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TheBeefSite Newsletter - 22 October 2014

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Wednesday 22nd October 2014.
Michael Priestley - Editor

Michael Priestley

MSD Animal Health

Novus International

Ranching with Risk: What Does the Weather Say?

Ranchers in the northern plains could optimise stocking density and maximise calf development by learning from decades of weather research.

US Department of Agriculture researchers have said long term analysis could offer long term answers as to how management can adapt to increasingly variable weather.

A Cheyenne study, reviewed as part of the Agricultural Research Service analysis, found that around two thirds of variability in Hereford performance as attributable to seasonal weather flux.

The 1975 to 2012 data revealed that Red Angus crosses are, in contrast, less sensitive to seasonal weather changes.

The ability to look forward, possibly 10 to 40 years, could help reduce risk from poor weather and capitalise from good weather.

The USDA added that beef production rose following cool wet springs and warm wet summers if stocking rates were high enough.

Low stocking rates, due to their resilience in poor years showed little benefit as cattle frequently had adequate grazing anyhow.

A Montana study also shed light on productivity, discovering two crucial periods in calf development.

Mid-February and Mid-summer had a profound effect on birth weights and weaning weights.

Specifically, every one tenth of an inch of precipitation between 8 and 22 February caused gestating cows to lose condition and result in 3.4 pounds of weight lost.

Come summer, the period 23 June to 7 July cost 1.1 pounds of weight gain for every one degree Fahrenheit increase due to reduced forage digestibility and Nitrogen.

Plant senescence was blamed as most plants have reached the mature stage by this point.

As to the studies values for forecasting livestock production and management, ARS ecologist Justin Reeves said they were an ‘invaluable resource’.

“ARS scientists had incredible foresight to keep collecting consistent data for so long,” he added.

ARS rangeland management specialist Justin Derner said the retrospective data can help look forward.

“Our retrospective look at weather variables that have influenced production may begin to help us make projections 10 to 40 years out.”

“This could help cattle producers think about ways they can adapt their production systems to prepare for the impacts of increasing weather variability.”

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This Week's Articles and Analysis

How Does Weather Affect US Cattlemen?
A wealth of data is giving US plains graziers a robust insight into how weather and season timings affect weed growth, stocking rate choices and their business.

Forage Systems for Stocker Cattle
Maximising a long growing season should be high on a grazier's ambitions in Georgia. The following article looks at ways to achieve good usage.

Schmallenberg Virus And its French Effect
A team of French scientists have analysed farm records to assess how Schmallenberg virus spread across the country.

What Farm Animal Is the Most Environmentally Damaging?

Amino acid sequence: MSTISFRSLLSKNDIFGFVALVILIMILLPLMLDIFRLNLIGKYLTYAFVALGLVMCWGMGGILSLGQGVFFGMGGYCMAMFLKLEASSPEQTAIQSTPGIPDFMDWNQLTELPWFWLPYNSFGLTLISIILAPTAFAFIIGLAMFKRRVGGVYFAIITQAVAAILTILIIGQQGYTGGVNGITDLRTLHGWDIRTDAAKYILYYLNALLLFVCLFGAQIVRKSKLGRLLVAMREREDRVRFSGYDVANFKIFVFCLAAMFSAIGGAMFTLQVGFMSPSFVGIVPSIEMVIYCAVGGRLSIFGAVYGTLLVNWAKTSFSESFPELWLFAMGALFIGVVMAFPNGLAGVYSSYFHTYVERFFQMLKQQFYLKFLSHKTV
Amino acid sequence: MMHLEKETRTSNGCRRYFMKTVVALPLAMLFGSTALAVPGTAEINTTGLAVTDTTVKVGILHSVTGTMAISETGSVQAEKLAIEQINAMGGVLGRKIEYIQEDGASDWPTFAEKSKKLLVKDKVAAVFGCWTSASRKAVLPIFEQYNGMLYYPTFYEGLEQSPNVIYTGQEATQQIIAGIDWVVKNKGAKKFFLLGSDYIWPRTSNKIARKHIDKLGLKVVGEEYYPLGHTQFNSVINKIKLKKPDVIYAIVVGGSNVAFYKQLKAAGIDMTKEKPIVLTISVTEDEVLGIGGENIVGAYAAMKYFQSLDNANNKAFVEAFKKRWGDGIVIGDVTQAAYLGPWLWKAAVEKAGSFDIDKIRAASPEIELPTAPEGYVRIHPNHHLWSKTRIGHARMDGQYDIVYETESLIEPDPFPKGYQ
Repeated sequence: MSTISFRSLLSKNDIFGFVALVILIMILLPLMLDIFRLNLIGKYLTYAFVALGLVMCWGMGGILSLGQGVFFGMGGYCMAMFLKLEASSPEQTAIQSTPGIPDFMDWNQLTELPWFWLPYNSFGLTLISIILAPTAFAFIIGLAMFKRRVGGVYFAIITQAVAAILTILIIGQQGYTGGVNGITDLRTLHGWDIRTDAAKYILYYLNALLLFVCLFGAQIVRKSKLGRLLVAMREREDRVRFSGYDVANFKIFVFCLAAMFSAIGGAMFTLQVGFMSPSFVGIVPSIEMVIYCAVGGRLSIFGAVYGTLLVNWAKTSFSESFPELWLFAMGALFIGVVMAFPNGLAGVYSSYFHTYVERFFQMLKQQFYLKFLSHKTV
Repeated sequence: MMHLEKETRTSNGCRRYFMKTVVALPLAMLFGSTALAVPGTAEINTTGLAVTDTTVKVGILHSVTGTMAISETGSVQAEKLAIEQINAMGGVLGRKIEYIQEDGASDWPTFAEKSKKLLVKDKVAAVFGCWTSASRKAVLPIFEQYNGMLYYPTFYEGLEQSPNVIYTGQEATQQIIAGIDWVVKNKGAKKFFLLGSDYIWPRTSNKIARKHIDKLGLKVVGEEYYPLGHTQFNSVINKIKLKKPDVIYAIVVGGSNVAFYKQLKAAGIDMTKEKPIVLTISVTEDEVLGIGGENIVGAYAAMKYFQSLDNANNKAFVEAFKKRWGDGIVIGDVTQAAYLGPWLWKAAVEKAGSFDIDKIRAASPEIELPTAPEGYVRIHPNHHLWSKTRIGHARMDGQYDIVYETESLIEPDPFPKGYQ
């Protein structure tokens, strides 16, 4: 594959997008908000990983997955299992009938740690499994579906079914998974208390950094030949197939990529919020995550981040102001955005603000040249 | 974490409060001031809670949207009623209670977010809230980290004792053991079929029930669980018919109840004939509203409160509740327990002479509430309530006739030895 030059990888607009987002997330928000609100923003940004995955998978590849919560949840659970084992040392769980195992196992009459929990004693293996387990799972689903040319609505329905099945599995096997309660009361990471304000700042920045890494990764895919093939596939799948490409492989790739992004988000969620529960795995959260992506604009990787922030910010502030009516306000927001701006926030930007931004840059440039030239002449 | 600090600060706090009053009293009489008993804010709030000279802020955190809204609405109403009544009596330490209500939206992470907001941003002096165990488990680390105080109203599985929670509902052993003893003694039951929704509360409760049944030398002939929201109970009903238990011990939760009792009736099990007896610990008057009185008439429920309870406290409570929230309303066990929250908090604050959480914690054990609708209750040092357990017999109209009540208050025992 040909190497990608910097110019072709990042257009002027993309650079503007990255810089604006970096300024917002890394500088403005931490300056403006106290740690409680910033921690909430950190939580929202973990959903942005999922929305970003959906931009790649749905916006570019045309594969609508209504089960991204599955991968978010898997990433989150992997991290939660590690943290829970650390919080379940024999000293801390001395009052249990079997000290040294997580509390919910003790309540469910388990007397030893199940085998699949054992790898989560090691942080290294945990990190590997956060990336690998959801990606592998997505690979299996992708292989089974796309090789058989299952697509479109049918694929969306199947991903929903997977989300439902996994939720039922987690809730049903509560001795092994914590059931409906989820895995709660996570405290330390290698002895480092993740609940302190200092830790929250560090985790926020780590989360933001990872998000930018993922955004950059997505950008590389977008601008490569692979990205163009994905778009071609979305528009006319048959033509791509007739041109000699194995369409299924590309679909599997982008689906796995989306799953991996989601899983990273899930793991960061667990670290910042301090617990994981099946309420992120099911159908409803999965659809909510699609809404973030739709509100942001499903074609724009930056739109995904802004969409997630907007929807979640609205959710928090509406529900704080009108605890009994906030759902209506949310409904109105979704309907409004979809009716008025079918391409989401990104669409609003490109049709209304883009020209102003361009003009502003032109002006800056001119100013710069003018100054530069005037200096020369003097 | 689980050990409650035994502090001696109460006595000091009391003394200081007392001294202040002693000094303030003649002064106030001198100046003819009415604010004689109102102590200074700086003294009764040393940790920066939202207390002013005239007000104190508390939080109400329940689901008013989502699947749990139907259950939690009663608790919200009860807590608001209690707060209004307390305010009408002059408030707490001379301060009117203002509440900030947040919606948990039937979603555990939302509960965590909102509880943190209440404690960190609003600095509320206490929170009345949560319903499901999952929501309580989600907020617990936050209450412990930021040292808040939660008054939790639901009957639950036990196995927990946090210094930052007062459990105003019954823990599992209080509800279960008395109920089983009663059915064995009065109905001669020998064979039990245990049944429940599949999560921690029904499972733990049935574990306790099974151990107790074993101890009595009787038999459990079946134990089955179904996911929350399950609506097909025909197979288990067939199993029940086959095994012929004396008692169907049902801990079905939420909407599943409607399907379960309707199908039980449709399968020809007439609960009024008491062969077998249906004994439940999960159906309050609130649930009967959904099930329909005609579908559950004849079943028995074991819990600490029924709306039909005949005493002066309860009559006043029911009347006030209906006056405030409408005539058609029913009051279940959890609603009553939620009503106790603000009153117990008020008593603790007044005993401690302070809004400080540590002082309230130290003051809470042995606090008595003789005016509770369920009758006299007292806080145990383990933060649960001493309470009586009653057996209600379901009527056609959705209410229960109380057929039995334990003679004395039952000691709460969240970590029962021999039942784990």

Beef production is the most damaging for the environment, followed by pork, with poultry having the smallest impact, a wealth of studies show.

Company News

Transdermal Pour-on Solution Offers Novel Application
US - MSD Animal Health today introduced a transdermal pour-on solution which delivers consistent efficacy proven to reduce pyrexia (fever) associated with bovine respiratory disease (BRD).
Market Reports

EBLEX Cattle and Sheep Weekly - 22 October 2014
Irish CSO Reports - Agricultural Price Indices - August 2014
QMS (Quality Meat Scotland) October 2014
USDA Livestock, Dairy and Poultry Outlook - 17 October 2014

Global Beef Industry News


WTO Finds US COOL Restricts Beef, Pork Trade
ADB, Japan Support South Asia Push to End Spread of Livestock Disease
Market Analyst: How is Ebola Affecting Livestock Markets?
Mycotoxins: Farmers Must Be Vigilant
Call For Innovation on Family Farms

   United Kingdom

Animal Pychology in Focus at Agricultural Safety Workshop
Over-grooming Risks Apply to Animals as well as Humans
Food Labels Can Reduce Environmental Impacts of Livestock
Animal Welfare Research Training Scholarship Available
Recognition for Professionalism in Agriculture
NFU Releases New Video on Protecting UK Wildlife and Environment

   Russian Federation

Russia Extends EU Food Import Ban on Safety Grounds


Nutreco Sees Revenues Fall
Nutreco Agrees to Offer from SHV

   European Union

Bluetongue Strikes in Montenegro, Hungary
Russian Trade Ban, Other Trade Issues Discussed at EU Agriculture Council
EU Research Turning Food Waste into Feed


India's First Cattle Welfare Guidelines: What Do They Mean?

   United States

Learning From Weathermen: How Are Cattle Dictated By Weather?
CME: Beef/Dairy Cow Slaughter Lower than Expected
Bumper Soybean and Corn Harvests Ahead
Cereal Options For Consideration This Winter


Chinese Food Prices Show Slight Fall

   Korea, South

Highlights from the World Organisation for Animal Health Conference


Brazil to Intensify Beef Production


Australian Cattle Prices Ease
Australians Train in Nepal For Foot and Mouth Preparation


Money Available For Farmers in Safety Drive


Ukraine Gives Crimea Temporary Ban on Animal Produce


The Drost Project - A Visual Guide to Porcine, Pig Reproduction.
VIV Europe Digital 2014
EuroTier 2014
VIV Asia 2015



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